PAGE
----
There has been an increased use of telemedicine over the last several years, and this has led to questions regarding the prevalence of medical malpractice. A large percentage of health organizations have implemented telemedicine platforms. Employers see it as a way to save money and provide care for non-urgent medical services.
What is Telemedicine?
Telemedicine is a system that allows patients to use technology to obtain a diagnosis and treatment plan from a medical professional. It is a form of remote medical care that relies on audio and sometimes video for patients to communicate with healthcare providers.
Telemedicine and the Risk of Malpractice
While telemedicine can be useful to help patients who wouldn’t otherwise be able to access care or who have, what appear to be relatively minor issues that don’t require an in-person visit, telemedicine is not without its risks. There is, of course, the risk of technology malfunctioning and issues of privacy. But there is also the risk, as in any medical setting, of malpractice. Medical professionals who use telemedicine as part of their practice are held to the same standard of care as those who use in-person examinations. If they fail to adhere to the standard of care, then the medical professional may be liable for medical malpractice.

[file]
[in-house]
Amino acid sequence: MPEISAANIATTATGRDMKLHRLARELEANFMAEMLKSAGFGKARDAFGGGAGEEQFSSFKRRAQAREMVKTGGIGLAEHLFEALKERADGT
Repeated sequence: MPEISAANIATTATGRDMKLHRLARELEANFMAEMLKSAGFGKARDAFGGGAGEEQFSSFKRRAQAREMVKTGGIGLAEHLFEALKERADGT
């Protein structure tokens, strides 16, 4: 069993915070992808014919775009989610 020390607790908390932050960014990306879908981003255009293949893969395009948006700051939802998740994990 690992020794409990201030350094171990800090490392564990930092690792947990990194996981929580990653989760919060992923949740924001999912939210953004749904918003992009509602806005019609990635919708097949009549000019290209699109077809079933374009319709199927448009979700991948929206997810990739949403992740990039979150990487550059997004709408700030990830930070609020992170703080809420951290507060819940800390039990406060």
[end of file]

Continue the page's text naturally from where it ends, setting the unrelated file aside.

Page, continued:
Some common situations where medical malpractice can occur in a telemedicine setting include:
- Misdiagnosis—as with any medical visit, a patient relies on a medical professional to make a correct diagnosis. In a telemedicine setting, a doctor relies on the patient’s explanation of an issue and a visual view of the patient to make an accurate diagnosis. This isn’t always enough, and some conditions can be misdiagnosed, which leads to incorrect treatment and possible injury.
- Errors in Prescribing Medication—when a medical professional conducts a telemedicine visit, it is essential that they thoroughly review a patient’s medical history. If a medication is prescribed that interacts with a medication the patient is already taking, it can result in serious health consequences. In addition, medication allergies should be taken into account.
- Failure to Recognize When Telemedicine Isn’t Enough—one of the most common forms of telemedicine malpractice occurs when a medical professional fails to recognize that an in-person visit is required to properly diagnose a patient. There may be some level of indifference to serious medical issues when a patient is not face-to-face with a doctor. Medical professionals have an obligation to take all necessary steps to ensure a correct diagnosis.
Contact a Medical Malpractice Attorney
If you’ve been injured due to medical negligence, you should have an experienced medical malpractice attorney evaluate your case. At Bonina & Bonina, P.C., we have been helping the victims of medical negligence for over 50 years. Contact us online or call us at 1-888-MEDLAW1 to schedule your free consultation. Home and hospital visits are available. Se habla español.